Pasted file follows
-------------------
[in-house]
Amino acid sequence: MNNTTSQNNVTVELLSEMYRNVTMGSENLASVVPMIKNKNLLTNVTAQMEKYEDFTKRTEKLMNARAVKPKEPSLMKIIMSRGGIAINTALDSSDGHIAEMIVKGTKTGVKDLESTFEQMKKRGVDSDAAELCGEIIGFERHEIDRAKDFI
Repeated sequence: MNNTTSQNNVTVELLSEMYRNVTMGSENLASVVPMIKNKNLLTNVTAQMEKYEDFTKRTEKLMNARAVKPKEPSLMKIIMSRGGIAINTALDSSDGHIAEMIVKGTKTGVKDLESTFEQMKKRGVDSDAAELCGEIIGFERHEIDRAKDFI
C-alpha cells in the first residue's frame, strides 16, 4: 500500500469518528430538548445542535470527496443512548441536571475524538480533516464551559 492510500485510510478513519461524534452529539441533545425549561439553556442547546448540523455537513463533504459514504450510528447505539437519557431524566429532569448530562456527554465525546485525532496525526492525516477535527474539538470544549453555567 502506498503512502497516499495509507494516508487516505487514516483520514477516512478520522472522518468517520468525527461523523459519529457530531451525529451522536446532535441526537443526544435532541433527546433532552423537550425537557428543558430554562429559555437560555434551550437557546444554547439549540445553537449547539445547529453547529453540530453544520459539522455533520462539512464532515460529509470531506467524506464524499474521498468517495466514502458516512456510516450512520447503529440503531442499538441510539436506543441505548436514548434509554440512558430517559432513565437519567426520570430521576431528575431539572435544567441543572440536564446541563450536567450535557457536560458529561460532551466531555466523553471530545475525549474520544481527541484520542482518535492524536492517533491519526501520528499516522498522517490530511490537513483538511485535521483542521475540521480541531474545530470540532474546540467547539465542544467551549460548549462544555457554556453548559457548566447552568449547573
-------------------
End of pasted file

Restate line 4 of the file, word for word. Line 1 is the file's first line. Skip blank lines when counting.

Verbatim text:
C-alpha cells in the first residue's frame, strides 16, 4: 500500500469518528430538548445542535470527496443512548441536571475524538480533516464551559 492510500485510510478513519461524534452529539441533545425549561439553556442547546448540523455537513463533504459514504450510528447505539437519557431524566429532569448530562456527554465525546485525532496525526492525516477535527474539538470544549453555567 502506498503512502497516499495509507494516508487516505487514516483520514477516512478520522472522518468517520468525527461523523459519529457530531451525529451522536446532535441526537443526544435532541433527546433532552423537550425537557428543558430554562429559555437560555434551550437557546444554547439549540445553537449547539445547529453547529453540530453544520459539522455533520462539512464532515460529509470531506467524506464524499474521498468517495466514502458516512456510516450512520447503529440503531442499538441510539436506543441505548436514548434509554440512558430517559432513565437519567426520570430521576431528575431539572435544567441543572440536564446541563450536567450535557457536560458529561460532551466531555466523553471530545475525549474520544481527541484520542482518535492524536492517533491519526501520528499516522498522517490530511490537513483538511485535521483542521475540521480541531474545530470540532474546540467547539465542544467551549460548549462544555457554556453548559457548566447552568449547573